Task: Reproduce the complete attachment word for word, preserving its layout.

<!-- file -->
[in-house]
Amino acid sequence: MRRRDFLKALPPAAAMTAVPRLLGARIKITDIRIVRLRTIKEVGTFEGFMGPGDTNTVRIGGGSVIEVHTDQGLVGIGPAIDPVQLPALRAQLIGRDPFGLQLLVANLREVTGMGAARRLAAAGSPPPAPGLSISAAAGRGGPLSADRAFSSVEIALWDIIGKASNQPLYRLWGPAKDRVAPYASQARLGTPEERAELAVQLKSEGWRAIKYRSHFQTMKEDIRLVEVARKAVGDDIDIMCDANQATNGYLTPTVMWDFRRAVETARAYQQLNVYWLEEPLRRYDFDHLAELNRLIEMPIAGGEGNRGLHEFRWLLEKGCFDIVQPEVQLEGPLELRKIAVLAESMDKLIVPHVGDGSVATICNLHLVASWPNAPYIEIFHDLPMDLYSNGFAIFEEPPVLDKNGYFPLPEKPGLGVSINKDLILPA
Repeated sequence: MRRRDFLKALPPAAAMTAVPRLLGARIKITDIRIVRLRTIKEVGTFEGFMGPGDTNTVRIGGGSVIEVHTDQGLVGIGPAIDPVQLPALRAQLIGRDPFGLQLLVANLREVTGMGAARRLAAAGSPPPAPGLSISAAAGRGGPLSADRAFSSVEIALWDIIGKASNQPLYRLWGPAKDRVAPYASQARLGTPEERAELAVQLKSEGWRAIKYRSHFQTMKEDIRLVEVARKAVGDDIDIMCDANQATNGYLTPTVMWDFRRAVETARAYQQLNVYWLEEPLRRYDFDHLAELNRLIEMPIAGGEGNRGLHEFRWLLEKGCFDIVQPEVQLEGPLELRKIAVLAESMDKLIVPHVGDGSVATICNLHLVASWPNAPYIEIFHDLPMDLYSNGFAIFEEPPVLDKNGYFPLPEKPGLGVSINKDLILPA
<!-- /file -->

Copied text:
[in-house]
Amino acid sequence: MRRRDFLKALPPAAAMTAVPRLLGARIKITDIRIVRLRTIKEVGTFEGFMGPGDTNTVRIGGGSVIEVHTDQGLVGIGPAIDPVQLPALRAQLIGRDPFGLQLLVANLREVTGMGAARRLAAAGSPPPAPGLSISAAAGRGGPLSADRAFSSVEIALWDIIGKASNQPLYRLWGPAKDRVAPYASQARLGTPEERAELAVQLKSEGWRAIKYRSHFQTMKEDIRLVEVARKAVGDDIDIMCDANQATNGYLTPTVMWDFRRAVETARAYQQLNVYWLEEPLRRYDFDHLAELNRLIEMPIAGGEGNRGLHEFRWLLEKGCFDIVQPEVQLEGPLELRKIAVLAESMDKLIVPHVGDGSVATICNLHLVASWPNAPYIEIFHDLPMDLYSNGFAIFEEPPVLDKNGYFPLPEKPGLGVSINKDLILPA
Repeated sequence: MRRRDFLKALPPAAAMTAVPRLLGARIKITDIRIVRLRTIKEVGTFEGFMGPGDTNTVRIGGGSVIEVHTDQGLVGIGPAIDPVQLPALRAQLIGRDPFGLQLLVANLREVTGMGAARRLAAAGSPPPAPGLSISAAAGRGGPLSADRAFSSVEIALWDIIGKASNQPLYRLWGPAKDRVAPYASQARLGTPEERAELAVQLKSEGWRAIKYRSHFQTMKEDIRLVEVARKAVGDDIDIMCDANQATNGYLTPTVMWDFRRAVETARAYQQLNVYWLEEPLRRYDFDHLAELNRLIEMPIAGGEGNRGLHEFRWLLEKGCFDIVQPEVQLEGPLELRKIAVLAESMDKLIVPHVGDGSVATICNLHLVASWPNAPYIEIFHDLPMDLYSNGFAIFEEPPVLDKNGYFPLPEKPGLGVSINKDLILPA